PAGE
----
Moneyball II?

  1. You have chosen to ignore posts from maxbialystock. Show maxbialystock's posts

    Moneyball II?

    Moneyball I is of course sabermetrics and the growth of new and often better ways of measuring player effectiveness.  The Sox still pay Bill James, one of the gurus of sabermetrics, so we know the FO uses them a lot.   

    But is there a moneyball II and is it as much about psychological makeup as about numbers? 

    Last night after the game John Farrell commented that this team is coming together very quickly and you can see it on the bench.  Peter Abraham, Nick Cafardo, and others have commented that Napoli, Victorino, and Gomes--I maybe have the players wrong, so feel free to correct me-- were acquired as much for their personalities as for their skills. 

    We were also told Becket in particular, but maybe Gonzalez and Crawford as well, was traded because he was a negative influence on the team.  Gonzalez, I hasten to add, was almost certainly not a negative influence, but maybe he wasn't much of a positive one either.  Crawford simply didn't play enough.  What we know for sure is that the 2011 team inexplicably collapsed in September 2011, and was dead last in the AL East in 2012 despite a large salary base and I am sure an extensive use of sabermetrics.  

    The 2004 Sox sometimes called themselves the dirt dogs, and they won in part because of they way they fit together and contributed, especially at bat, throughout the lineup.  Numbers and talent still count, of course, and the Sox in 2004 had two prodigious hitters in Ramirez and Ortiz, with a strong supporting cast, and some pretty good pitchers, especially Curt Schilling. 

    This team right now is vastly different from the 2012 version--a new RF, new LF, new SS, new 1B, and new DH (for now).  And third baseman Middlebrooks has only played half a season in Boston.  Despite shedding a lot of salary last year, the Sox still have a large salary base and have to worry about the luxury tax.  Ben Cherington did not have carte blanche in the offseason. 

    So far, so good.  Just 4 games, but all 4 are on the road and within a tough division.  The pitching so far has been way better than 2012--starters and bullpen.  Lester could have been better, Dempster was so-so and lost, and Doubront got hit hard (but escaped with 3 runs in 5 innings), but all four starters went at least 5 innings in their debuts.  The bullpen has been superb, especially last night.  I think the pitchers may be buoyed by the knowledge they have a pretty good defense behind them--speed in the outfield and great skills at 3 or the 4 infield positions.   Hitting has been timely.  Victorino's poor ST is now meaningless.  Finally, a couple of dingers last night.  Iglesias has been mildly spectacular batting 9th.  Pettitte beat us because good pitching always beats good hitting.   So it isn't all about psychology.  You do need the skills.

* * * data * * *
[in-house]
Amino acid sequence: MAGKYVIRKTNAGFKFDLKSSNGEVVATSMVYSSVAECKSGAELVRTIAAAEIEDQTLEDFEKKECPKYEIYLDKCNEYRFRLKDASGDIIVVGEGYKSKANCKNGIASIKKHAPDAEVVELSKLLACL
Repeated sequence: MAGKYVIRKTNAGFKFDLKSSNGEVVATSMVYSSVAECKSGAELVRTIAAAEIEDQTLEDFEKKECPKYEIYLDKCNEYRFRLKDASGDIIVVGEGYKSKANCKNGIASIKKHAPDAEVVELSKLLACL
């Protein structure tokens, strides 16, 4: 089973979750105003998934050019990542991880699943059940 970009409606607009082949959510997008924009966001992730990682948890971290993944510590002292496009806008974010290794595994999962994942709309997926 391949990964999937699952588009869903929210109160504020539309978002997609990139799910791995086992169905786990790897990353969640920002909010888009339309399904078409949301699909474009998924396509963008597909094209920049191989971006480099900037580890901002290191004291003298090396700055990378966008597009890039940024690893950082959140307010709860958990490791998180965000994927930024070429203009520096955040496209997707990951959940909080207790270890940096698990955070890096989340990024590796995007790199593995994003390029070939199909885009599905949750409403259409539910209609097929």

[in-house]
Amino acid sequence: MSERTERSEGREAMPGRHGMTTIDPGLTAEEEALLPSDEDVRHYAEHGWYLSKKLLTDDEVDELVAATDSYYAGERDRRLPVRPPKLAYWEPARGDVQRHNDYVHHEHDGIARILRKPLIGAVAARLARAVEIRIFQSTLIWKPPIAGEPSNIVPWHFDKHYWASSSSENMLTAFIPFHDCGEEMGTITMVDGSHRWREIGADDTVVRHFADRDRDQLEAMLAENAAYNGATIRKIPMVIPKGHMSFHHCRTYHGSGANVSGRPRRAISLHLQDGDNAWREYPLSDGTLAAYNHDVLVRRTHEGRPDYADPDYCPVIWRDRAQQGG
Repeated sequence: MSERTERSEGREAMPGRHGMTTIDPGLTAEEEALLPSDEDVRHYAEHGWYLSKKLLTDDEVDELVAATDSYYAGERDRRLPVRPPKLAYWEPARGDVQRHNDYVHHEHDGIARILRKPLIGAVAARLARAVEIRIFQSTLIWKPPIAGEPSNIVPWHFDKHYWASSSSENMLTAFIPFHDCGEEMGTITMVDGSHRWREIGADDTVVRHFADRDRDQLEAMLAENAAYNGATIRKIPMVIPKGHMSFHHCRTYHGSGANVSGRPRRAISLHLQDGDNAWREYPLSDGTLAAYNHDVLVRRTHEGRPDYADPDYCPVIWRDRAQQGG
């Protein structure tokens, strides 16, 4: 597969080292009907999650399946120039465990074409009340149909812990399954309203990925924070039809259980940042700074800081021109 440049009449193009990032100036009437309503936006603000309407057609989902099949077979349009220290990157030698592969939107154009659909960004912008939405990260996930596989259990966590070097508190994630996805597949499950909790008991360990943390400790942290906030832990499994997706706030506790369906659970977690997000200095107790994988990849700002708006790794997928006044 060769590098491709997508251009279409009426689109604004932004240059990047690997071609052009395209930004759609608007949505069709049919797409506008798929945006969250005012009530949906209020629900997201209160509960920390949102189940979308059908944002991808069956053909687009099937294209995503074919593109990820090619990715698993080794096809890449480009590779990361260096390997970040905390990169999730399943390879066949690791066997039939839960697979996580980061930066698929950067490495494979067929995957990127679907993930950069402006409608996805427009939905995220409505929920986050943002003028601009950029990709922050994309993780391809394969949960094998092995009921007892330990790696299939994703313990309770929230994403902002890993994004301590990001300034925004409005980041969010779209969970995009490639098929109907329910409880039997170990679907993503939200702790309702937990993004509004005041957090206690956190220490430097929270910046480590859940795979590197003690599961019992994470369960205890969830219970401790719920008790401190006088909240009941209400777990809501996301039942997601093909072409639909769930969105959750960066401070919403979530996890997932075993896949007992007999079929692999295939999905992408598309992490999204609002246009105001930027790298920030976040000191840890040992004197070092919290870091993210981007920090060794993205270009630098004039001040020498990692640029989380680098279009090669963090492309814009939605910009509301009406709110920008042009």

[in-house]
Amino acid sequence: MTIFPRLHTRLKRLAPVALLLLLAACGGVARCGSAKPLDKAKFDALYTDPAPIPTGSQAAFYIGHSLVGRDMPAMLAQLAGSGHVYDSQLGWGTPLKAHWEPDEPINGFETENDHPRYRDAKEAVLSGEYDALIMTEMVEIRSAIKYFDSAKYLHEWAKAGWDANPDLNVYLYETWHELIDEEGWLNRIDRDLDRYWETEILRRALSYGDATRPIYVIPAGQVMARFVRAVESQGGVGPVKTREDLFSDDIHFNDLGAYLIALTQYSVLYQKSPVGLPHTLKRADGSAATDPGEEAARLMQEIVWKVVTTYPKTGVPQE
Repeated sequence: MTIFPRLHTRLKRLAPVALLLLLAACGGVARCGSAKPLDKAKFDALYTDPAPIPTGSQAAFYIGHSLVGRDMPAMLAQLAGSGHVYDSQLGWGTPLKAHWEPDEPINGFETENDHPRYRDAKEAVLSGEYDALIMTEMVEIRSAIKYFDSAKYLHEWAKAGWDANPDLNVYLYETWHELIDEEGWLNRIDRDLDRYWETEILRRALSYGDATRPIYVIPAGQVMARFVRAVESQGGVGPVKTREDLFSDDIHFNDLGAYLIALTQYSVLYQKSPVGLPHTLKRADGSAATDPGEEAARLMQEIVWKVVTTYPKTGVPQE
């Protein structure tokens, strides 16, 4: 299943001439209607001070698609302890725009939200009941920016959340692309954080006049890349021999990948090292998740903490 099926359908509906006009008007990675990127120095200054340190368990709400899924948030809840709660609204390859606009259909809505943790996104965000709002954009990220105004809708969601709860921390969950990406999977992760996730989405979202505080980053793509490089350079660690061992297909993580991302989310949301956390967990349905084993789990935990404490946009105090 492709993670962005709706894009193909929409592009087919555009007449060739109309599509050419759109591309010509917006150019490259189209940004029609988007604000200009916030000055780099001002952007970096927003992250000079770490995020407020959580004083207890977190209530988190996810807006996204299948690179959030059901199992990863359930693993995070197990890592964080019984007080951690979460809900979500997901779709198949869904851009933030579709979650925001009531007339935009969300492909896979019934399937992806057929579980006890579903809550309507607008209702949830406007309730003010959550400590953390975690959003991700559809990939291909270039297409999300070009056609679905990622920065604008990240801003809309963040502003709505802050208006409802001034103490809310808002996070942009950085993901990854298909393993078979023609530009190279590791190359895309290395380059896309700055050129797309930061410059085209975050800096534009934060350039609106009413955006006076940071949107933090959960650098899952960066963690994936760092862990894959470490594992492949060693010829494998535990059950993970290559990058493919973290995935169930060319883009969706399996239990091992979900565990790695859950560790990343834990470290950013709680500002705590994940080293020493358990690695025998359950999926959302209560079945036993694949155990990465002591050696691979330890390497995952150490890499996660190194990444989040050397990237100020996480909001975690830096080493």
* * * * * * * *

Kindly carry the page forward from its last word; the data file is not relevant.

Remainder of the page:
2. You have chosen to ignore posts from Ice-Cream. Show Ice-Cream's posts

    Re: Moneyball II?

    maxbialystock, I enjoyed reading your post, thank you for sharing.   :)

    So far, Cherington, Farrell and the players have done a great job.  The clubhouse is having fun, playing their butts off and supporting each other. 

    As for Moneyball II, I would respectfully disagree.  After all, Boston is fortunate to have a payroll of over $150 million.  Teams like Oakland or Tampa Bay have to really think outside of the box with their $60 million payroll. 

    But anyway, so far, I love this team! 

     

     
  3. You have chosen to ignore posts from maxbialystock. Show maxbialystock's posts

    Re: Moneyball II?

    Ice Cream,

    You're right of course.  The core meaning of moneyball is doing more with less.  Thus last year the Athletics had a pretty good team with a low salary base because that's what they can afford.

    That said, I think we can all agree big market teams are not prohibited from using sabermetrics and trying to get the most for the dollars, copious as those might be. 

    The problem is that big market owners, especially when they have financially successful team like the Sox and Yankees, are tempted to go after big money players because the fans expect it.  Thus the acquisition before  2011 of two such players by the Sox--Gonzalez and Crawford, each making over $20M per season.  Fortunately, this time the Dodgers, also a big market team, also felt the need to get big money and big name players to rejuvenate their fan base. 

    If Ben C were really engaging in moneyball, I agree, he would not only have dumped Crawford, Gonzalez, and Beckett, he would probably not have acquired Victorino or Dempster and might have traded away Ellsbury (or kept him and put Bradley in RF with that rocket arm).  Forget Drew--Iglesias would have been told he was the SS.  And so on. 

    All that said, I can't help thinking a big part of this remake is team chemistry, in this case, instant chemistry and addition (to good chemistry) by subtraction (losing the negative guys, especially Beckett, who was the core reason for the trade to LA). 

     

     

     
  4. You have chosen to ignore posts from southpaw777. Show southpaw777's posts

    Re: Moneyball II?

    Ive always said that chemistry is important. Sure, you can have 25 players and 25 taxis and still win. That doesnt mean its better.

     
  5. You have chosen to ignore posts from pumpsie-green. Show pumpsie-green's posts

    Re: Moneyball II?

    In response to maxbialystock's comment:

    Moneyball I is of course sabermetrics and the growth of new and often better ways of measuring player effectiveness.  The Sox still pay Bill James, one of the gurus of sabermetrics, so we know the FO uses them a lot.   

    But is there a moneyball II and is it as much about psychological makeup as about numbers?